Councilman Charlie Brown, D-Gary, a former state lawmaker, said vaping should have stricter regulations, but the county only has the power to regulate what happens on its property.

State lawmakers couldn’t reach agreement this spring on a proposal to tax liquids used in electronic cigarettes. Leaders say they hope a committee can determine how taxes could be imposed.

Last session, the House approved a 4 cents per-milliliter liquid tax, while the Senate endorsed a 20% tax on the price of vaping liquids, which was cut to 5% and dropped altogether on the session’s last day.

As of Oct. 8, there were 1,299 reported cases of vaping-related illness and 26 deaths in 21 states and the U.S. Virgin Islands, according to the CDC, not reflecting the two latest Indiana deaths.

Of those hospitalized, 70% are male, 80% are under 35 with 15% under 18, according to the CDC. Reported cases began to grow in late June and appeared to spike starting in late July.

Other states are looking at their own solutions. Eight states and Washington, D.C., currently have non-sales taxes on vaping, while three more, including Illinois, allow cities to set their own taxes, according to the D.C.-based Tax Foundation.

Last month, Michigan Gov. Gretchen Whitmer ordered the state health department to issue emergency rules that will prohibit the sale of flavored nicotine vaping products, including to adults, and the misleading marketing of e-cigarettes.

Public health investigators are continuing to search for possible causes to vaping-related lung damage.

The vaping cartridges that go by the catchy, one-syllable name “Dank” — a slang word for highly potent cannabis — are figuring prominently in the federal investigation to determine what has caused a rash of mysterious and sometimes fatal lung illnesses apparently linked to vaping. Most of the cases have involved products that contain the marijuana compound THC, often obtained from illegal sources.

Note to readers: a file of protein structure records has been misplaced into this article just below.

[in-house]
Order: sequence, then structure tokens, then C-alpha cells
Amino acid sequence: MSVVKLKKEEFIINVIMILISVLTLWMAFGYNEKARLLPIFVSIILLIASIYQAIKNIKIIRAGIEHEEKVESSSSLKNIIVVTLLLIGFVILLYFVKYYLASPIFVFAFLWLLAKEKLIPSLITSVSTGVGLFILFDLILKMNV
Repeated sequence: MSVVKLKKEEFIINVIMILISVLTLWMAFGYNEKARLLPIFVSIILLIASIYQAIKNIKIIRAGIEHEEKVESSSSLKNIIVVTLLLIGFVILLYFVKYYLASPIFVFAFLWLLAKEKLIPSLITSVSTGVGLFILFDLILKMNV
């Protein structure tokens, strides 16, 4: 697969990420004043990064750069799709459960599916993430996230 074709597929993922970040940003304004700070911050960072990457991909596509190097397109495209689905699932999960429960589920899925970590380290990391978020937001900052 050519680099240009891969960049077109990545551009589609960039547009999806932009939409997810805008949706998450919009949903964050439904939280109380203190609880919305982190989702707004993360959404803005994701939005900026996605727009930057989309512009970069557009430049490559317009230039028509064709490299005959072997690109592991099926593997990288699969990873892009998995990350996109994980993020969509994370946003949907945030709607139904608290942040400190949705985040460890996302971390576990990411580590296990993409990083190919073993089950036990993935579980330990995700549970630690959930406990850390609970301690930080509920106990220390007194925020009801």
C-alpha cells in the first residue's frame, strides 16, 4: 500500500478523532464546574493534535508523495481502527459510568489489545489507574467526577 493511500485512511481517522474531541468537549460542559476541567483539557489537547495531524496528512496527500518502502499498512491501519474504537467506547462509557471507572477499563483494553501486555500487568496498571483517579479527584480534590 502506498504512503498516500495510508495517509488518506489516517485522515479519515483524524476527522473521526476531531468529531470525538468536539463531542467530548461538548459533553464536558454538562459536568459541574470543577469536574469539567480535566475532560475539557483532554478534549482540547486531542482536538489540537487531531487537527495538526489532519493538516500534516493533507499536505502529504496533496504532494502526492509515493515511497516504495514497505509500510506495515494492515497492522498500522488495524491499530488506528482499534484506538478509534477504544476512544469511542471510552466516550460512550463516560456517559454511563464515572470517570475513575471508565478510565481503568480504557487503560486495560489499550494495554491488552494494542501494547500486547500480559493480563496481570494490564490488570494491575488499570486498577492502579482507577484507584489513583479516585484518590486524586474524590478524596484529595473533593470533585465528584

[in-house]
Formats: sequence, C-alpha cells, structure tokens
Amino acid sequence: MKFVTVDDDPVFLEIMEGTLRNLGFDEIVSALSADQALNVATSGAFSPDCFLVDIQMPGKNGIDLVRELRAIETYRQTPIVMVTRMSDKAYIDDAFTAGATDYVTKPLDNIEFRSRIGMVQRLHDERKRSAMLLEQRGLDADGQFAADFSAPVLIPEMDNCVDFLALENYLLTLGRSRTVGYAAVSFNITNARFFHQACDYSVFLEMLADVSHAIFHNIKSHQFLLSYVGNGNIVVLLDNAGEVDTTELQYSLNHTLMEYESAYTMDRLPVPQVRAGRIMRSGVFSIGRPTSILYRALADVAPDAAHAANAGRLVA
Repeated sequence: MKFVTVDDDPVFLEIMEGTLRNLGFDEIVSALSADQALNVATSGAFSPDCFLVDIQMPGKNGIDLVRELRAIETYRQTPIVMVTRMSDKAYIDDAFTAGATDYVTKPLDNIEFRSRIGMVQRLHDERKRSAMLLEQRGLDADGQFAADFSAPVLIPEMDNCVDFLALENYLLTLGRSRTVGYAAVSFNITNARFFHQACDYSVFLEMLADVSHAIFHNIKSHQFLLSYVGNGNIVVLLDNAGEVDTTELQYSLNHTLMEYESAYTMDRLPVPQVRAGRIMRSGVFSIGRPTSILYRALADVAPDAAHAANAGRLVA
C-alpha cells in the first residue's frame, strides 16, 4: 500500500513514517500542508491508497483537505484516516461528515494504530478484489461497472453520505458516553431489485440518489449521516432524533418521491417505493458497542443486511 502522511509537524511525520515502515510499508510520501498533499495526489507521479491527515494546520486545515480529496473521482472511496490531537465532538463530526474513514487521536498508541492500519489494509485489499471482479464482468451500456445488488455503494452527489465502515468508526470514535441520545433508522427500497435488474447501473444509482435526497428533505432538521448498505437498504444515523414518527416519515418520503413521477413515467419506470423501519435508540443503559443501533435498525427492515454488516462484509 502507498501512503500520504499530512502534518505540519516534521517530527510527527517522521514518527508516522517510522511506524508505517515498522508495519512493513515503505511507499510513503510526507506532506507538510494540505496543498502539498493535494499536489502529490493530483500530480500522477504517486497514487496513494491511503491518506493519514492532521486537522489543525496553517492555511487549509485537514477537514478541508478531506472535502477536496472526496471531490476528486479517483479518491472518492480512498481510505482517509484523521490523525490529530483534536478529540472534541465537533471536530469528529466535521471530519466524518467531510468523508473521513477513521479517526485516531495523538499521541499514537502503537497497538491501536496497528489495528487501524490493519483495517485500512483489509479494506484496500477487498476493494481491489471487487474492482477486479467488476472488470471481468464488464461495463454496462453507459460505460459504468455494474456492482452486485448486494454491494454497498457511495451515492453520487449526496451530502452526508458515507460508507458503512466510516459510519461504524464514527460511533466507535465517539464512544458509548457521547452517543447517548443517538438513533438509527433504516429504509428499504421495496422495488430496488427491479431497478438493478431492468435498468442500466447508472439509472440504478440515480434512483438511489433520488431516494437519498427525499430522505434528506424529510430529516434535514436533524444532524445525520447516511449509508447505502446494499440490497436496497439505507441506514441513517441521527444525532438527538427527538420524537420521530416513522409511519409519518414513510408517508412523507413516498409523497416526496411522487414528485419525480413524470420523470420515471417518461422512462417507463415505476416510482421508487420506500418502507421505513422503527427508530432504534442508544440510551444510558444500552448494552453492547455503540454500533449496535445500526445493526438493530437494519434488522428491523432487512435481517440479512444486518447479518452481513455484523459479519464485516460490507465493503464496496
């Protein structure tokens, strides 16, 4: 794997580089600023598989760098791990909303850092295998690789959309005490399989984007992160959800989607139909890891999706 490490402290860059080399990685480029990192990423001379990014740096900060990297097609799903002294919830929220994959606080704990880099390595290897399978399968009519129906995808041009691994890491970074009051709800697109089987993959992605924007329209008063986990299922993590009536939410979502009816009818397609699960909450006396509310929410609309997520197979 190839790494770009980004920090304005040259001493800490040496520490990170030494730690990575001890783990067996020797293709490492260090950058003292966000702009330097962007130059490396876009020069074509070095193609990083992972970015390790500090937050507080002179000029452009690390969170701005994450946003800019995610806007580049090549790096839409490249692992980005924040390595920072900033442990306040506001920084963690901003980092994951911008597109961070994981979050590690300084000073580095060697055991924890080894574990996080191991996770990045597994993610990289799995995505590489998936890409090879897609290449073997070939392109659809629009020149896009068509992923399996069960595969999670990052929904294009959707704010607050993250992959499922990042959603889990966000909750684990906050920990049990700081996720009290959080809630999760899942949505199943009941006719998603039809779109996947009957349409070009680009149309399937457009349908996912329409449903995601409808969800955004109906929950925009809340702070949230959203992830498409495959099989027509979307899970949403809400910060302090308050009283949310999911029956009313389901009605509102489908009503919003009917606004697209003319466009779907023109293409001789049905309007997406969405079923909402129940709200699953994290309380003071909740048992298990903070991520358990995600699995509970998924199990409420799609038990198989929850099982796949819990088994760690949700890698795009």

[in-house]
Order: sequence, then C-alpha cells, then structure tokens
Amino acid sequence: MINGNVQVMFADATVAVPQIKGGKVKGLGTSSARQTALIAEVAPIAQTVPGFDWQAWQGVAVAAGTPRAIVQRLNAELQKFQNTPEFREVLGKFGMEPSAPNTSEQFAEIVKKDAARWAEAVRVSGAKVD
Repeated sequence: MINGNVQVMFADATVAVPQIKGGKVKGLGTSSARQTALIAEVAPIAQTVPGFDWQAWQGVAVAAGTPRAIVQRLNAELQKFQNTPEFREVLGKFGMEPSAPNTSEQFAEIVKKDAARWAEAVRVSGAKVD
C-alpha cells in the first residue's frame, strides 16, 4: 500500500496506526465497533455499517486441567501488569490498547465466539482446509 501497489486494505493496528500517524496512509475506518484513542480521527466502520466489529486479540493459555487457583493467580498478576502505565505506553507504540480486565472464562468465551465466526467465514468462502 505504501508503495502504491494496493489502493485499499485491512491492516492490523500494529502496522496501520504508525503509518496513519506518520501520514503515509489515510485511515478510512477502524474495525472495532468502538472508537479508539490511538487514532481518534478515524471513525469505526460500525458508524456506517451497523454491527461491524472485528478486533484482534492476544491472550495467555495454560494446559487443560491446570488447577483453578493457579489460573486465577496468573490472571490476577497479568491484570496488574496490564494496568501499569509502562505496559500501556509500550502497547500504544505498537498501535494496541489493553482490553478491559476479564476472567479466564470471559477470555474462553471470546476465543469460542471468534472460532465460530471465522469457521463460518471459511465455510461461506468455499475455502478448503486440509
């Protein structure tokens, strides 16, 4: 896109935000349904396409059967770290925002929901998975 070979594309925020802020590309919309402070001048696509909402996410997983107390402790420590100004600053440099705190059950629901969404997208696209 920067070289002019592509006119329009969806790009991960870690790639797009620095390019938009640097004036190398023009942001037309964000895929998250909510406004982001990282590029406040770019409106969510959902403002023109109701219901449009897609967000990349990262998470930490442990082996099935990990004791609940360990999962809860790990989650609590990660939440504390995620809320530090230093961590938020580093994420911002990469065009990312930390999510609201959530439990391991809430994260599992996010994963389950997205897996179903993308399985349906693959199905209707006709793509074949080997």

So far, investigators have not identified a culprit in the illnesses reported in dozens of states. But officials say patients have mentioned the Dank name frequently. Many of the people who got sick in Illinois and Wisconsin, for example, said they used cartridges sold in Dank packaging.

Last month, Wisconsin authorities uncovered an illegal vaping-cartridge operation that they said was producing thousands of cartridges loaded with THC oil every day for almost two years. Photographs released by the Kenosha County Sheriff’s Department showed neatly stacked Dank boxes and cartridges, apparently ready for shipment.

The raw materials to produce a Dank vape aren’t hard to find: Ready-to-fill Dank boxes and cartridges can be ordered from Chinese internet sites for pennies apiece. A Craigslist post last week offered a box stuffed with empty Dank packages for $16.

A rogue producer adds cannabis oil — almost certainly untested — and it’s ready for sale.

“It’s a generic product name that doesn’t really tie back to one store or one distributor,” Dr. Jennifer Layden, chief medical officer for the Illinois Department of Public Health told the Associated Press. “Folks are getting it from friends or folks on the street, with no understanding of where it came from prior to that.”

The Associated Press contributed.